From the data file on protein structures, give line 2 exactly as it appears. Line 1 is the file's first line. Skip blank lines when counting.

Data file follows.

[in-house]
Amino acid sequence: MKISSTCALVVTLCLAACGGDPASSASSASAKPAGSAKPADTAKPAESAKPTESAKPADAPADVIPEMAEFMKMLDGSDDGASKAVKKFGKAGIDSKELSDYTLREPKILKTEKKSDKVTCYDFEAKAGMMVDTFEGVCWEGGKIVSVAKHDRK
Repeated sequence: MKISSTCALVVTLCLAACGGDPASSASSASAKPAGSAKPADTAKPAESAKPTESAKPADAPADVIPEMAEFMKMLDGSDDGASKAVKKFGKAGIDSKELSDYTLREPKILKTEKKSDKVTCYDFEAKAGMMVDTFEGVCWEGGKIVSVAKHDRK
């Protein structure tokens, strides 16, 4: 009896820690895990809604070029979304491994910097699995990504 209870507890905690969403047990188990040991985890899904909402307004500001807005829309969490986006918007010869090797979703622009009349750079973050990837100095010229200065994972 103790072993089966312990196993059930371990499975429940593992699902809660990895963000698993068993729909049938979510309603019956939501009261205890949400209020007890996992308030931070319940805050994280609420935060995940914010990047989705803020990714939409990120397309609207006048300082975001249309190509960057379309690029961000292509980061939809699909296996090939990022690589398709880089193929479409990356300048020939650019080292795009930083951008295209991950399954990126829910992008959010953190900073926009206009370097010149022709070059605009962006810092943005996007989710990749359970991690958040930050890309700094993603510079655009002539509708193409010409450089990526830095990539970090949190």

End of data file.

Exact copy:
Amino acid sequence: MKISSTCALVVTLCLAACGGDPASSASSASAKPAGSAKPADTAKPAESAKPTESAKPADAPADVIPEMAEFMKMLDGSDDGASKAVKKFGKAGIDSKELSDYTLREPKILKTEKKSDKVTCYDFEAKAGMMVDTFEGVCWEGGKIVSVAKHDRK